The dismissal of Defense Minister Anatoly Serdyukov by President Vladimir Putin earlier this month as a result of an investigation of corruption in the defense ministry–controlled holding company “Oboronservis” (see EDM, October 25, November 1, 8) has been followed this week by further state-sponsored disclosures of high-level fraud. Former agriculture minister in Putin’s government from 2008 to 2012, Elena Skrynnik (51), has been accused by the state TV channel Rossya-1 of misappropriating 39 billion rubles ($1.26 billion) of state budget funds. In a special TV program aired on November 27, Rossya-1 accused Skrynnik—who before becoming agriculture minister was from 2001 to 2008 the CEO of the state-owned corporation “Agrolizing” that distributed state-sponsored loans to support agricultural production—of diverting money into her own pocket. Skrynnik, at present residing in France and having “recently given birth to twins,” dismissed the accusation as lies and reportedly refused to return to Russia to be questioned by investigators. In turn, “informed law enforcement sources” in Moscow told Interfax news agency that “Skrynnik has been under investigation for some time” and “there is enough material to open a criminal case against her.” According to the same “law enforcement sources,” Skrynnik’s foreign bank accounts and real estate has been traced “in a number of European countries” and “may soon be frozen” on request from Moscow (Interfax, November 29).
Eugenia Vasilyeva (33), a former top defense ministry official closely associated with Serdyukov, has been last week indicted on charges of corruption and placed under house arrest (ITAR-TASS, November 23). House arrest or bail are rarely granted to people accused of crimes in Russia: most are randomly held in pre-trial detention in extremely harsh, health-threatening conditions for years on end. Vasilyeva will be under house arrest in a spacious apartment she owns in a posh condominium in central Moscow where Serdyukov also owns a flat. The Moscow press is full of rumors that Serdyukov and Vasilyeva have an extramarital affair. Investigators had previously searched Vasilyeva’s apartment and reportedly confiscated a bounty of jewelry, paintings and cash allegedly worth $10 million, with some of the confiscated valuables, reportedly “presents from Serdyukov” (see EDM, November 8).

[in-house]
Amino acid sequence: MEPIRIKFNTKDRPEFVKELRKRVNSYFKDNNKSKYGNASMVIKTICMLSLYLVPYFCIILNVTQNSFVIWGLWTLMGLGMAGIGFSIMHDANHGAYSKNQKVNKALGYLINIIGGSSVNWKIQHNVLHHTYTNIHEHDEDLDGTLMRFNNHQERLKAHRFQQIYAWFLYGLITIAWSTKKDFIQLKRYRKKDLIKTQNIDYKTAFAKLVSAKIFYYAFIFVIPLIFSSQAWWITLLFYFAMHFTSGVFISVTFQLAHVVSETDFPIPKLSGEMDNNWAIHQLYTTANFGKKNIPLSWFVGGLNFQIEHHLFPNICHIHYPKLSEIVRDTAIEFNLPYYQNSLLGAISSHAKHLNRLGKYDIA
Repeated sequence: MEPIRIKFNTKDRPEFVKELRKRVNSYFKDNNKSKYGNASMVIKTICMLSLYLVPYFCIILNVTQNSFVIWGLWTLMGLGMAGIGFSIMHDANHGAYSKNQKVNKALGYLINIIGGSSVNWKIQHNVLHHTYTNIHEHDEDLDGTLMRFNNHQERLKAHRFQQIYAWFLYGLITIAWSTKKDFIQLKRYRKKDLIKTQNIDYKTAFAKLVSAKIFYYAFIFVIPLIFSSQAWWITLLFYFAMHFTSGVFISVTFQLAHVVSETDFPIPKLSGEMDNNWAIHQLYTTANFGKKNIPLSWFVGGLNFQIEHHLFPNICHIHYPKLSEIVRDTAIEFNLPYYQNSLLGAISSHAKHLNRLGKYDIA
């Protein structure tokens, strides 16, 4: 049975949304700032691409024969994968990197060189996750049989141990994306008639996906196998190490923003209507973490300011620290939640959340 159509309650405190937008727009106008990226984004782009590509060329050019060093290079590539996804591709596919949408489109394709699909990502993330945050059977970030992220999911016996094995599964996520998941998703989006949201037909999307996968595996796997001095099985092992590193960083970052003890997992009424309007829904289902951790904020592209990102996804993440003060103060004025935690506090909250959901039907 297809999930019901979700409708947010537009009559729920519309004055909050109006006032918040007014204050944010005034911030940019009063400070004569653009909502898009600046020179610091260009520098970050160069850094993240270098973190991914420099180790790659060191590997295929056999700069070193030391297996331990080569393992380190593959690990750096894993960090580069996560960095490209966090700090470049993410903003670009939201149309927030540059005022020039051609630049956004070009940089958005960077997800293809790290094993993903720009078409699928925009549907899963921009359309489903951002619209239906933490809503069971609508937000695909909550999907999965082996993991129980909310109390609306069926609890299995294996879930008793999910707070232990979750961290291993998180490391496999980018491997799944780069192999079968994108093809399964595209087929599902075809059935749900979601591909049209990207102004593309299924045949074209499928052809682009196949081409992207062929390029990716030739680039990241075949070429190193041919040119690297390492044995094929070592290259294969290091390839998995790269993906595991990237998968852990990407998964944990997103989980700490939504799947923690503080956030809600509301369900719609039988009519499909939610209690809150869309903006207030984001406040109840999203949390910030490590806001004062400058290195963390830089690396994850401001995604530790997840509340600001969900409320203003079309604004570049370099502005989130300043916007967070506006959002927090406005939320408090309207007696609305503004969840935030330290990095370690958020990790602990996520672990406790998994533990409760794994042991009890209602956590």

Ekaterina Smetanova (33)—reportedly a close acquaintance of Vasilyeva (they graduated together from St. Petersburg State University’s legal faculty in 2001)—has been in custody since last month, accused of involvement in corrupt “Oboronservis” schemes (Kommersant, November 1). Smetanova was reported to have at first cooperated with investigators and later refused, accusing the state investigators of promising to allow her bail and later backtracking. According to Smetanova, investigators demanded she turn state’s evidence against Vasilyeva and that Vasilyeva’s apartment that Serdyukov seemed to have often visited was wired: “They presented me with transcripts of intimate details of what was happening there.” Smetanova told journalists she at present is refusing to cooperate with the investigation. In turn, “informed law enforcement sources” in Moscow told Interfax news agency that if Smetanova refuses to implicate Vasilyeva and “other top defense ministry officials,” she may not expect leniency or a favorable plea bargain (Interfax, November 19).